On this day October 10, 1868
Carlos Manuel de Céspedes and his followers proclaimed Cuba’s independence from Spain, sparking the Ten Years’ War.
The war began on October 10, 1868 when sugar mill owner Carlos Manuel de Céspedes made the Grito de Yara (Cry of Yara), declaring Cuban independence.
That morning, after sounding the slave bell that indicated to his slaves it was time for work, they stood before him waiting for orders, and Cespedes announced they were all free men, and were invited to join him and his fellow conspirators in war against the Spanish government of Cuba.
For this, he is called Padre de la Patria (Father of the Country). In April 1869 he was chosen President of the Republic of Cuba in Arms.
The Ten Years’ War was the first serious attempt to achieve independence from Spain, and to free all slaves. The war was fought between two groups. In the East of Cuba the tobacco planters and farmers, joined by mulattos and some slaves, fought against the West of Cuba, with its sugarcane plantations (which required many slaves) and the forces of the Spanish Governor-General.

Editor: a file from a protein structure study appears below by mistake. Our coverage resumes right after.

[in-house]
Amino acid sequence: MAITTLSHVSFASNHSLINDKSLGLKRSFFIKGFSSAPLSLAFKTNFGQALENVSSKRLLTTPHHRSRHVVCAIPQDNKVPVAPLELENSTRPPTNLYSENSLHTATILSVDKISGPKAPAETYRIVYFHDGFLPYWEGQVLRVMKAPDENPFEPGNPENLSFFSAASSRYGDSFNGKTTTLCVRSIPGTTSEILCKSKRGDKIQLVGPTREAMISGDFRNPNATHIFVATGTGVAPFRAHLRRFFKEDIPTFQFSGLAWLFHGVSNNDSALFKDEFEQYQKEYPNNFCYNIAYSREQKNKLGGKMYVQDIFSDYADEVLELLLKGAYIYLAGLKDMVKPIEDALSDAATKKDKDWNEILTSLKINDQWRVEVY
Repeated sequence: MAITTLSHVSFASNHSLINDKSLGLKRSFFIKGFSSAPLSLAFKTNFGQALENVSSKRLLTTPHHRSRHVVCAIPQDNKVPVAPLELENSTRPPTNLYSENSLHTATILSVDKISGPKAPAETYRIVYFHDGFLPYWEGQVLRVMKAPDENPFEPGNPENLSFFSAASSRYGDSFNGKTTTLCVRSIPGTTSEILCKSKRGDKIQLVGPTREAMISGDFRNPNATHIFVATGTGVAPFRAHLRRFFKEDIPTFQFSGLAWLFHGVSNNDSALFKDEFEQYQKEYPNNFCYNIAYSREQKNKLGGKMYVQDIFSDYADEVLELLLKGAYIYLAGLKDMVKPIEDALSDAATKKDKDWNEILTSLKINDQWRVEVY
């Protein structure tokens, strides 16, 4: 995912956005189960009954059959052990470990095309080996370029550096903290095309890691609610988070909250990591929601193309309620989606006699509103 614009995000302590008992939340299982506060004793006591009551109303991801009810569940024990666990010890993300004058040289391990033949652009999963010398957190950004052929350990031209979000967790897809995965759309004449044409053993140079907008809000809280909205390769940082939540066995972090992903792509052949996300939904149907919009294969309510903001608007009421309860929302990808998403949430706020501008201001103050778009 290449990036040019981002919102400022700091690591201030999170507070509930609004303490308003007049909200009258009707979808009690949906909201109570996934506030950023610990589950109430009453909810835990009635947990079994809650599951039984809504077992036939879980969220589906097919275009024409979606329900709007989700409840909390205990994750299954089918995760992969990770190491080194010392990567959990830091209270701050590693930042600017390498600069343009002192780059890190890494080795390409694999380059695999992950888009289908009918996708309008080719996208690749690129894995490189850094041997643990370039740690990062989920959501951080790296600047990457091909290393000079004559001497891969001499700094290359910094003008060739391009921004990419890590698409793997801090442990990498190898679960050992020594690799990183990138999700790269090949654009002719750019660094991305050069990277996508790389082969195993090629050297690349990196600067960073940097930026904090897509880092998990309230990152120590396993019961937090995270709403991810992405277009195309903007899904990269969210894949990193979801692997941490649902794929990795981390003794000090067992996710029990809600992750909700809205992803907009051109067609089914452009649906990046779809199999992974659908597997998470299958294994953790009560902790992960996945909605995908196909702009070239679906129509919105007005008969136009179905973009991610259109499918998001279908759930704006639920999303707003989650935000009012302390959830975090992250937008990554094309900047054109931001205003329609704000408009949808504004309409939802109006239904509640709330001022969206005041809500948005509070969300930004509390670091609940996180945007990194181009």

Hugh Thomas summarises thus: The war was a conflict between criollos (creoles, born in Cuba) and peninsulares (recent immigrants from Spain). The Spanish forces and the peninsulares, backed by rich Spanish merchants, were at first on the defensive, but in the longer run their greater resources told.
Céspedes was deposed in 1873 in a leadership coup. Spanish troops killed him in February 1874 in a mountain refuge, as the new Cuban government would not let him go into exile and denied him an escort. The war ended in 1878 with the Pact of Zanjón.
The pact did make concessions: liberation of all slaves and Chinese who had fought with the rebels, no action for political offences; but not freedom for all slaves, and no independence. The Grita de Yara had achieved something, though not enough; but it had lit a long-burning fuse. Lessons learned there were later put to good use in the Cuban War of Independence.